Haver Analytics
Haver Analytics
| Mar 29 2024

State GDP and Personal Income in Q4 2023

State real GDP growth rates in 2023:4 ranged from Nevada’s 6.7% to Nebraska’s 0.2%. Growth tended to be weaker in the center of the nation, with agriculture being a major drag.

The distribution of personal income growth was comparable to real GDP with Nevada again on top with a 6.7% growth rate, while Iowa and North Dakota tied for last with each having a growth rate of 0.8%. Over the last few years, the extension and withdrawal of federal transfers connected to the pandemic often grossly distorted movements in state personal income, and the ranking of states. This has become less evident in recent quarters, though the range of annual growth rates for transfers in 2023:4 did run from 8,1% in Mississippi to -5.0% in Arizona. The large drop in Arizona certainly had a visible effect on its overall income growth; Mississippi’s large gain was less meaningful, since other income components there also grew substantially.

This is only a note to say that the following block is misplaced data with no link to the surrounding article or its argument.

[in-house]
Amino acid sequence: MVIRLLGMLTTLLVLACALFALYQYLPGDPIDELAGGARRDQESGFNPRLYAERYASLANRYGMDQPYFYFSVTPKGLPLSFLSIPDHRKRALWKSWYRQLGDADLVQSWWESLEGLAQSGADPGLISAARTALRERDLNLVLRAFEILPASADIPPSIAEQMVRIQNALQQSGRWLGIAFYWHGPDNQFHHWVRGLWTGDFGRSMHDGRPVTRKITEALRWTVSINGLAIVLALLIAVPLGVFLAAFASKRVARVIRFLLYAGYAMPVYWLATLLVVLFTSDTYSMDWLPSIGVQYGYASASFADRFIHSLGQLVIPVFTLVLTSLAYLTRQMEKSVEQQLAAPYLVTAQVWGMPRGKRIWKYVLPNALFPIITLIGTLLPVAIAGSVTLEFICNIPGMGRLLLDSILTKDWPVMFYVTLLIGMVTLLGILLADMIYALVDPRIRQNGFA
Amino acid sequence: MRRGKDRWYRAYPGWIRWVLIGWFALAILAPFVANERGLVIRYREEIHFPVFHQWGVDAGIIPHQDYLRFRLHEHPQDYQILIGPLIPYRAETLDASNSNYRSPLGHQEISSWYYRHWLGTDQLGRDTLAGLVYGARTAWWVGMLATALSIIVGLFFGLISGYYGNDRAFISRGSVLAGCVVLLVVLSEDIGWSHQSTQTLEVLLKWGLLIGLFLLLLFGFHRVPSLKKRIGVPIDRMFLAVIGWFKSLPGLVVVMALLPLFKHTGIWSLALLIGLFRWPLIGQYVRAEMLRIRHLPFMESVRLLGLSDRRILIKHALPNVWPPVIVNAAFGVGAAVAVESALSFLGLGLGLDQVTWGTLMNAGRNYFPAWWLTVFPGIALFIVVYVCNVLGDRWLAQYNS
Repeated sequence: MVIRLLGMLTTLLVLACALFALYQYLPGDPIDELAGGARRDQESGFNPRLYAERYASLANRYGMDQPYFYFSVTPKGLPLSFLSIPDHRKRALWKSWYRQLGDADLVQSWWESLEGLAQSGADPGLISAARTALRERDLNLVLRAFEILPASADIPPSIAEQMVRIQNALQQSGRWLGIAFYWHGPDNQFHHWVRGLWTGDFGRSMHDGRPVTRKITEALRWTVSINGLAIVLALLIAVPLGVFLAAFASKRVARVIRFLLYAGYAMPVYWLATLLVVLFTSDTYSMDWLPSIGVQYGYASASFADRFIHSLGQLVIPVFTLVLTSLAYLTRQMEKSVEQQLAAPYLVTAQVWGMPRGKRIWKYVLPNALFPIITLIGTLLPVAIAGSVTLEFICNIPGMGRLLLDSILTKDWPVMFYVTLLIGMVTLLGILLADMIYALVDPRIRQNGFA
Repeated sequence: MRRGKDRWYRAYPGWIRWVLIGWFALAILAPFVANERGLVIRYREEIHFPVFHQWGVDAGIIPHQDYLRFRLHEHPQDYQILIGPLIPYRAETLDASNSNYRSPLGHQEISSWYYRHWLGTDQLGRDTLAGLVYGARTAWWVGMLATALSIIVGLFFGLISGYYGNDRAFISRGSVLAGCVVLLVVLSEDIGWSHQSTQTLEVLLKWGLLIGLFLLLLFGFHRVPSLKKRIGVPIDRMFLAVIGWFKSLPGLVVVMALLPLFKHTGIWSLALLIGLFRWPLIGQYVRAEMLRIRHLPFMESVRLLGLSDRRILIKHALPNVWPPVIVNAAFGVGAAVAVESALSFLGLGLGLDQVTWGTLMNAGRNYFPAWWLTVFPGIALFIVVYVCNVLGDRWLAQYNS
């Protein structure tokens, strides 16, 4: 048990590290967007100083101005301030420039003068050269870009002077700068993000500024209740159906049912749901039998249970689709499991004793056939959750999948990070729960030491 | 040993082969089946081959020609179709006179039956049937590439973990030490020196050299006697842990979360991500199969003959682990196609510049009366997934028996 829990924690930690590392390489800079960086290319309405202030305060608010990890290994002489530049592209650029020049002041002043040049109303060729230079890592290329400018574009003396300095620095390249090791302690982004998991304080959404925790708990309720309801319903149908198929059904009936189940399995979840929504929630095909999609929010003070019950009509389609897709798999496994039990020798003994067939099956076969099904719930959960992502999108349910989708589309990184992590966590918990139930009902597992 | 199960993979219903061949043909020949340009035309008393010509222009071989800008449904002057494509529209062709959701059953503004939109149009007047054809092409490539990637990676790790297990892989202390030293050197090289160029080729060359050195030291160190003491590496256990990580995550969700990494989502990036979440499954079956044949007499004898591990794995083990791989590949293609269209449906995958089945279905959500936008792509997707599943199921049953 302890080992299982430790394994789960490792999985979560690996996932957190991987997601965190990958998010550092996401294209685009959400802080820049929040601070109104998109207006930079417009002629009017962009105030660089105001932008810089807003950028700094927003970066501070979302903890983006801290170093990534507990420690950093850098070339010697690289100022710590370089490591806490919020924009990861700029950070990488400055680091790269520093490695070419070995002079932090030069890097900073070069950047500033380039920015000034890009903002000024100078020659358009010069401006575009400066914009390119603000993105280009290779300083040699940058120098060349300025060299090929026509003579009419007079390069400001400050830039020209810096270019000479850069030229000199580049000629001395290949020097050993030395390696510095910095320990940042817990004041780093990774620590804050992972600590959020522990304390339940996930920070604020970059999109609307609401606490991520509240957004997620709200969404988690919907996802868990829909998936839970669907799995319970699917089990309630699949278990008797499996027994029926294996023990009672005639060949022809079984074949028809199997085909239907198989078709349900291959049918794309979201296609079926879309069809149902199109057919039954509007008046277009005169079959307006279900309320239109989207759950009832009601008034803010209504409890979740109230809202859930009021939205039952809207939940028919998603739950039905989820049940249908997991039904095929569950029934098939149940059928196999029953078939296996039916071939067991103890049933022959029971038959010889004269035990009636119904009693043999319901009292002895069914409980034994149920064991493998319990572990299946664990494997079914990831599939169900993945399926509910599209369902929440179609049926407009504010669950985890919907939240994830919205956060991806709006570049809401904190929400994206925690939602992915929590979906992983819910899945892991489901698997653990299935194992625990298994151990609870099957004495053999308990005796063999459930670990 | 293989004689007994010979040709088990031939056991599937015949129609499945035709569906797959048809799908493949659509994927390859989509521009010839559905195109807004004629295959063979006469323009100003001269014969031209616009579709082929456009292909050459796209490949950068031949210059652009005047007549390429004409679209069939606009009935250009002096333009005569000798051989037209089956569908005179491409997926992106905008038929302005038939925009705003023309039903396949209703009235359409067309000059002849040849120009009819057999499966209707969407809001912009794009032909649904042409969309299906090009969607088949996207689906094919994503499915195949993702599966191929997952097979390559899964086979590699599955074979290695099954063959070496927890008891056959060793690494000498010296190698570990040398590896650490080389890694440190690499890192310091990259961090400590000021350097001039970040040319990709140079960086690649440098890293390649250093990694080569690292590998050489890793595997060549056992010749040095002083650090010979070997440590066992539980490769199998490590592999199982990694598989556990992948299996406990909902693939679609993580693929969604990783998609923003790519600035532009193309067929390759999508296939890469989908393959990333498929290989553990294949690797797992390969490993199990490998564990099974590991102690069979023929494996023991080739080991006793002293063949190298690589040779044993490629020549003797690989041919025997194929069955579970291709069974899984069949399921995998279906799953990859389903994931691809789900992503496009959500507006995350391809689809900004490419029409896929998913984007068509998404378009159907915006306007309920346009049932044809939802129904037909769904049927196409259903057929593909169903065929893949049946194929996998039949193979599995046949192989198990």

• Charles Steindel has been editor of Business Economics, the journal of the National Association for Business Economics, since 2016. From 2014 to 2021 he was Resident Scholar at the Anisfield School of Business, Ramapo College of New Jersey. From 2010 to 2014 he was the first Chief Economist of the New Jersey Department of the Treasury, with responsibilities for economic and revenue projections and analysis of state economic policy. He came to the Treasury after a long career at the Federal Reserve Bank of New York, where he played a major role in forecasting and policy advice and rose to the rank of Senior Vice-President. He has served in leadership positions in a number of professional organizations. In 2011 he received the William F. Butler Award from the New York Association for Business Economics, is a fellow of NABE and of the Money Marketeers of New York University, and has received several awards for articles published in Business Economics. In 2017 he delivered Ramapo College's Sebastian J. Raciti Memorial Lecture. He is a member of the panel for the Federal Reserve Bank of Philadelphia's Survey of Professional Forecasters and of the Committee on Research in Income and Wealth. He has published papers in a range of areas, and is the author of Economic Indicators for Professionals: Putting the Statistics into Perspective. He received his bachelor's degree from Emory University, his Ph.D. from the Massachusetts Institute of Technology, and is a National Association for Business Economics Certified Business EconomistTM.

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